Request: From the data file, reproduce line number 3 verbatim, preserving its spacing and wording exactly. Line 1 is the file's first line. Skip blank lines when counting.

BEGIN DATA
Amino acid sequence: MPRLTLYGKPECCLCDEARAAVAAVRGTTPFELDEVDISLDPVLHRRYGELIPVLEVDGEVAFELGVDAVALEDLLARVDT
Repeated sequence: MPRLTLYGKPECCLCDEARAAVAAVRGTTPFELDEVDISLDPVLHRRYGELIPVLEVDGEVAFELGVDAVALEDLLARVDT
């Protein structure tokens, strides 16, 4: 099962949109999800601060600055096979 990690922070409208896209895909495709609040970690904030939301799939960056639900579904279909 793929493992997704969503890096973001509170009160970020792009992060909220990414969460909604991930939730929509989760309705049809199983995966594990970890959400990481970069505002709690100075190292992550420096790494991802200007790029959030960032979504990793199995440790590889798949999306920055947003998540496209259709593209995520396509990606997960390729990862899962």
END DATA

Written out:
């Protein structure tokens, strides 16, 4: 099962949109999800601060600055096979 990690922070409208896209895909495709609040970690904030939301799939960056639900579904279909 793929493992997704969503890096973001509170009160970020792009992060909220990414969460909604991930939730929509989760309705049809199983995966594990970890959400990481970069505002709690100075190292992550420096790494991802200007790029959030960032979504990793199995440790590889798949999306920055947003998540496209259709593209995520396509990606997960390729990862899962």